Melissa Barthelemy, Doctoral Candidate Public History, UC Santa Barbara

Proposal Type


  • Seeking Additional Presenters
  • Seeking Specific Expertise
  • Seeking General Feedback and Interest
Related Topics
  • Archives
  • Material Culture
  • Memory

This session aims to provide insight and guidance to librarians, archivists, and professors who must develop their own unique response to unanticipated and unthinkable tragedies, such as school shootings. The panelists will discuss research and experiences managing condolence archives created after the violent rampage that occurred in Isla Vista, at the edge of the UC Santa Barbara on May 23, 2014. We are especially interested in projects that involve students in working with these emotionally sensitive materials. And intend to provide suggestions based on similar projects at other universities and communities.


We are interested in adding panelists who might have personal experience with managing condolence collections, or working with students who are handling emotionally sensitive materials. Archivists, professors, or even students who have first-hand experience.

If you have a direct offer of assistance, sensitive criticism, or wish to pass along someone’s contact information confidentially, please get in contact directly: Melissa Barthelemy, [email protected]

If you have general ideas or feedback to share, please feel free to use the comments feature below.

All feedback and offers of assistance should be submitted by July 2, 2017.


  1. Modupe Labode says:

    Hi Melissa,

    This is such an important topic. I also like that it focuses on the impact of this work on people whose labor is often invisible. You might think about reaching out to Rainey Tisdale for two reasons. Tisdale curated the Boston Library’s exhibition about the Boston Marathon bombing and has given a lot of thought to the impact of that exhibition on visitors and those who worked on the exhibition while also living through the aftermath of the bombing. Tisdale is also involved with Active Collections (disclaimer–I am as well) and could also speak to you about what institutions are doing (or think that they’re doing) when they are collecting material in the aftermath of tragic events. Good luck!

  2. Thank you Modupe for your comment, sorry for the delay in my response. I just returned to California, after spending a week in Orlando documenting the one-year memorial anniversary efforts honoring the victims of the Pulse Nightclub shooting. I was doing oral history interviews with the archivists who have been overseeing the One Orlando Collecting Initiative as well as city officials. I have also had a lot of contact with the folks at Virginia Tech. But, I haven’t spoken yet with Rainey Tisdale — though I know others who have worked on the archival collection for the Boston Marathon Bombing. I will reach out to Rainey and will follow up with you via email. Thanks.

  3. Celeste Wiley says:

    Hi Melissa –

    A colleague of mine suggested I reach out to you. I am the president of CALM (Charleston Archives, Libraries, and Museums council), we are a local group of library and museum professionals in Charleston, SC. I’ve been leading our group in working with the memorial materials (and particularly the condolence correspondence) from the Emanuel AME shooting. I would be interested in participating if you are still looking for panelists.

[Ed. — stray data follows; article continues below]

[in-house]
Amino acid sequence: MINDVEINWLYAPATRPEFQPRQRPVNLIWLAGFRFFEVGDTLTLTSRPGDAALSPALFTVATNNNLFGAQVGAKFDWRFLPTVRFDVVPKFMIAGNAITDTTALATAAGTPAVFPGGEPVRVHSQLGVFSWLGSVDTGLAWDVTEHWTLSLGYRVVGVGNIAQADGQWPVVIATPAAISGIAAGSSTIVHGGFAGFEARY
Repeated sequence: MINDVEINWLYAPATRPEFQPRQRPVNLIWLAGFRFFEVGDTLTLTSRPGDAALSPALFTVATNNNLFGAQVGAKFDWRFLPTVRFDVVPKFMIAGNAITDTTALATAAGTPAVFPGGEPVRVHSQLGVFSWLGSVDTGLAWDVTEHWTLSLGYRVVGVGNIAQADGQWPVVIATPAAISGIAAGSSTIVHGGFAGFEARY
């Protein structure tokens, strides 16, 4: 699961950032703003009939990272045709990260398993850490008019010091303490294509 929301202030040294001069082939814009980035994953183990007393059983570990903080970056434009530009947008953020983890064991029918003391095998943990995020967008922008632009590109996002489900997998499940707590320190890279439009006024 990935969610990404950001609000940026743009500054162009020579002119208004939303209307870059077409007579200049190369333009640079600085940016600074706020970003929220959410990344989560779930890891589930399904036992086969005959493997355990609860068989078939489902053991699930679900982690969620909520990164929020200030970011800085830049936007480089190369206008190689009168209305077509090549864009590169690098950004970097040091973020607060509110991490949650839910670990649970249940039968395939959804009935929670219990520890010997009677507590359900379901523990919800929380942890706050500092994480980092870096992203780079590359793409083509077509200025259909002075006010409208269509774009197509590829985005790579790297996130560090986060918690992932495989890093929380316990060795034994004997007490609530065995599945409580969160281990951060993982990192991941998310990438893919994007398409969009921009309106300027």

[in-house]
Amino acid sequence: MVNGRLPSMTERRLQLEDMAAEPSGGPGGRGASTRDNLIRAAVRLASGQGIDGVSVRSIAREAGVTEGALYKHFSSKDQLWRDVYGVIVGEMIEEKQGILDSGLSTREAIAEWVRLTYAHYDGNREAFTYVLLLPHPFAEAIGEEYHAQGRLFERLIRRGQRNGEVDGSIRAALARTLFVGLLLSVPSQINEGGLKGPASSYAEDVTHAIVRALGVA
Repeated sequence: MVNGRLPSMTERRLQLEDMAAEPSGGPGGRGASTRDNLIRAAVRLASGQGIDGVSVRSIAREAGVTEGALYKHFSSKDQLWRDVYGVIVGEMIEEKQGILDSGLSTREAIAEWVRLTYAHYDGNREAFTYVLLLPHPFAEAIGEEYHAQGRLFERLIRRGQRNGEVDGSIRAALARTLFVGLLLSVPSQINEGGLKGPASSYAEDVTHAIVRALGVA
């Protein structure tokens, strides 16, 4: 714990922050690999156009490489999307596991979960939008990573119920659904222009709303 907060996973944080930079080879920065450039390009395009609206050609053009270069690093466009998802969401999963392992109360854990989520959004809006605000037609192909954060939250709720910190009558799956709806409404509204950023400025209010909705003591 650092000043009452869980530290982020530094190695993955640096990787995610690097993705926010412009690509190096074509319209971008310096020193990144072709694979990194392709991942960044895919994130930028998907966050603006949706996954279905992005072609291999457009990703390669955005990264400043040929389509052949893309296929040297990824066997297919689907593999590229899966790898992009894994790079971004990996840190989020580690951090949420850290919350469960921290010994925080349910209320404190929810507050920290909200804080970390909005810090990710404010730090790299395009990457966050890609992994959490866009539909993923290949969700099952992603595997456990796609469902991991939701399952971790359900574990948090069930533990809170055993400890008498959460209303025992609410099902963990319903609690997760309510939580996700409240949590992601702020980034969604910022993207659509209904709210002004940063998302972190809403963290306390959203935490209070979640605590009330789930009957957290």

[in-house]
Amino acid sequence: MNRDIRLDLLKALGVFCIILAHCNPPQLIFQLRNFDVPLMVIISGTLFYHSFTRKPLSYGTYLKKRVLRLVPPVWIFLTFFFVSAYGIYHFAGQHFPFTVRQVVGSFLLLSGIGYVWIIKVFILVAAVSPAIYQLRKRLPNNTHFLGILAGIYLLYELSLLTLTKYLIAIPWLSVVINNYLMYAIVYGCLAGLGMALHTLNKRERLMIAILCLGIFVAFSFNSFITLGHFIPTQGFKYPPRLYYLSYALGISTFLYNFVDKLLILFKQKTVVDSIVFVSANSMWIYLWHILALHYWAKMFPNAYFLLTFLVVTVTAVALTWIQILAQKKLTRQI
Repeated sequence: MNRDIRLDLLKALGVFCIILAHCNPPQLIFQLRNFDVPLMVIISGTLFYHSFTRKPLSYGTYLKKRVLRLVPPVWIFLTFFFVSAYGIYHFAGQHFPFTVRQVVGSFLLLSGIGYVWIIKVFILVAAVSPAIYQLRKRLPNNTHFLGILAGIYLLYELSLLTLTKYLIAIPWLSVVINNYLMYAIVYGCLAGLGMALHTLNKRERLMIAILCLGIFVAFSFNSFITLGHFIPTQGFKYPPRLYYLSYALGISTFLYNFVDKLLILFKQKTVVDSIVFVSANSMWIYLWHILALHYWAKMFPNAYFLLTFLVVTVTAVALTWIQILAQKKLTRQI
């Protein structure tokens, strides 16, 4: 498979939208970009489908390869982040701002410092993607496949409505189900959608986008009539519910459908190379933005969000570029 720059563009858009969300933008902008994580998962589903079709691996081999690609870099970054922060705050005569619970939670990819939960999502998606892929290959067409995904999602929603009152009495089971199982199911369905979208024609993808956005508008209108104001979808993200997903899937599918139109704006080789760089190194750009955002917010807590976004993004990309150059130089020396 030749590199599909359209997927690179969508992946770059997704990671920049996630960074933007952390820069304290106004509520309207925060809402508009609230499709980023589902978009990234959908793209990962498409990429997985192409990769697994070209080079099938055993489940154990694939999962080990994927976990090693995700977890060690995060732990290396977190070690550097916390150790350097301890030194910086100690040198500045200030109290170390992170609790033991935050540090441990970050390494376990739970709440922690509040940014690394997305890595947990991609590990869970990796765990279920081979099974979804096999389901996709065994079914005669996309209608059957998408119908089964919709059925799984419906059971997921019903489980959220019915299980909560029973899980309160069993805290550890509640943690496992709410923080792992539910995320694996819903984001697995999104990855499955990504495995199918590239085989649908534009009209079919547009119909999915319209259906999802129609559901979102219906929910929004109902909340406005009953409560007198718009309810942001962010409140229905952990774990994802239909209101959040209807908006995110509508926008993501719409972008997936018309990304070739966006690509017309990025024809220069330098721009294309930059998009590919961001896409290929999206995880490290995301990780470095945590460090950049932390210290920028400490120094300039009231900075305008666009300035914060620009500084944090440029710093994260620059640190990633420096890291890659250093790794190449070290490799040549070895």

4. Stacey Chandler says:

    Hi Melissa,

    We did a somewhat similar panel at the Society of American Archivists meeting in Atlanta last year ( I presented on the way our current archival work is affected by the initial collecting and later handling of mail Mrs. Kennedy received after JFK’s assassination, now housed at the JFK Library (part of the National Archives). I don’t think I can get to Las Vegas, but if I can help from afar let me know!

  5. Thank you so much Celeste, Stacey, and those who have recently emailed me directly. Sorry for the delay in my response. I will get back to you ASAP via email. Celeste and Stacey, I am familiar with both of these important sessions that took place at SAA (Society of American Archivists) last year — thank you for your incredible work! For anyone who happens to be reading this and is heading to the SAA Conference in Portland, Oregon at the end of this month I have also organized a panel on a similar topic that will be taking place there. There is definitely a LOT of interest and definite need regarding this topic right now, and there might actually be a benefit to having two interrelated panels (proposed) for the NCPH Conference, similarly to how there were these two complimentary panels at SAA that you have described above. You have me thinking…I’ll be in touch again soon.

  6. Thanks again to everyone who has contacted me regarding this topic proposal. Since today is the last day when it is possible to post comments I just thought I would leave a message here to let folks know that we will be proceeding with one panel proposal, and there is definitely enough interest to form a second session proposal on a related topic. I am encouraging some folks to step-up and organize this second panel which could potentially focus on exhibiting sensitive materials from condolence collections, and/or working with families and friends of victims, survivors, and impacted community members. (Just two of the ideas we have discussed). We are hoping that there will be a core number of us working through some of these topics and issues at NCPH. We are continuing to develop a support network and more resources in this area. If you or your colleagues have an interest in this area, whether or not you are able to attend NCPH, feel free to contact me at [email protected] or visit my Department Profile at

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